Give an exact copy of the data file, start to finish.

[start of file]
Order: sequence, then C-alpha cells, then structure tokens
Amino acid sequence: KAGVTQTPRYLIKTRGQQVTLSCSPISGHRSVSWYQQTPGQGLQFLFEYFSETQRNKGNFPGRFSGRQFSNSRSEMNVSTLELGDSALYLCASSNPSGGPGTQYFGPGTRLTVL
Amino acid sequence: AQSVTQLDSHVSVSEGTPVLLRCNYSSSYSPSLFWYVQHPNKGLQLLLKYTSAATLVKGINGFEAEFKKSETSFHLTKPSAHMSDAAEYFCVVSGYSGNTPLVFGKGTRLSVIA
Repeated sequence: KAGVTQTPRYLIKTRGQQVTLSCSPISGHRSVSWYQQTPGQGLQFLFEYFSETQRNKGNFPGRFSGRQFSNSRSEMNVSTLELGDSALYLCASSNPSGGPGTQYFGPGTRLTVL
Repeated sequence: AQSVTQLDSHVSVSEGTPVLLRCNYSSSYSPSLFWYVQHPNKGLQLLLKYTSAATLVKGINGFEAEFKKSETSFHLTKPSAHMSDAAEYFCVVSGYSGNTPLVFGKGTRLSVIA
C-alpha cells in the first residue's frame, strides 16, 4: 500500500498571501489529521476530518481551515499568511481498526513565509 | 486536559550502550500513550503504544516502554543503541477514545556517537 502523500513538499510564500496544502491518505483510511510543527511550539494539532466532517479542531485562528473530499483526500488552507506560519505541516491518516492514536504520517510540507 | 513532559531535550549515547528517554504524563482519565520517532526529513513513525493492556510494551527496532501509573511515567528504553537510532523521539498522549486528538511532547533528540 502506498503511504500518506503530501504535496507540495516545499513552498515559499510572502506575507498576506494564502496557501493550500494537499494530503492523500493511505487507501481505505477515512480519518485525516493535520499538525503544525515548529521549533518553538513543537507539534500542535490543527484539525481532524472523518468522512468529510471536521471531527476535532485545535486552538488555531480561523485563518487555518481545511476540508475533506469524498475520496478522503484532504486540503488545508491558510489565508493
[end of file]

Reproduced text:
Order: sequence, then C-alpha cells, then structure tokens
Amino acid sequence: KAGVTQTPRYLIKTRGQQVTLSCSPISGHRSVSWYQQTPGQGLQFLFEYFSETQRNKGNFPGRFSGRQFSNSRSEMNVSTLELGDSALYLCASSNPSGGPGTQYFGPGTRLTVL
Amino acid sequence: AQSVTQLDSHVSVSEGTPVLLRCNYSSSYSPSLFWYVQHPNKGLQLLLKYTSAATLVKGINGFEAEFKKSETSFHLTKPSAHMSDAAEYFCVVSGYSGNTPLVFGKGTRLSVIA
Repeated sequence: KAGVTQTPRYLIKTRGQQVTLSCSPISGHRSVSWYQQTPGQGLQFLFEYFSETQRNKGNFPGRFSGRQFSNSRSEMNVSTLELGDSALYLCASSNPSGGPGTQYFGPGTRLTVL
Repeated sequence: AQSVTQLDSHVSVSEGTPVLLRCNYSSSYSPSLFWYVQHPNKGLQLLLKYTSAATLVKGINGFEAEFKKSETSFHLTKPSAHMSDAAEYFCVVSGYSGNTPLVFGKGTRLSVIA
C-alpha cells in the first residue's frame, strides 16, 4: 500500500498571501489529521476530518481551515499568511481498526513565509 | 486536559550502550500513550503504544516502554543503541477514545556517537 502523500513538499510564500496544502491518505483510511510543527511550539494539532466532517479542531485562528473530499483526500488552507506560519505541516491518516492514536504520517510540507 | 513532559531535550549515547528517554504524563482519565520517532526529513513513525493492556510494551527496532501509573511515567528504553537510532523521539498522549486528538511532547533528540 502506498503511504500518506503530501504535496507540495516545499513552498515559499510572502506575507498576506494564502496557501493550500494537499494530503492523500493511505487507501481505505477515512480519518485525516493535520499538525503544525515548529521549533518553538513543537507539534500542535490543527484539525481532524472523518468522512468529510471536521471531527476535532485545535486552538488555531480561523485563518487555518481545511476540508475533506469524498475520496478522503484532504486540503488545508491558510489565508493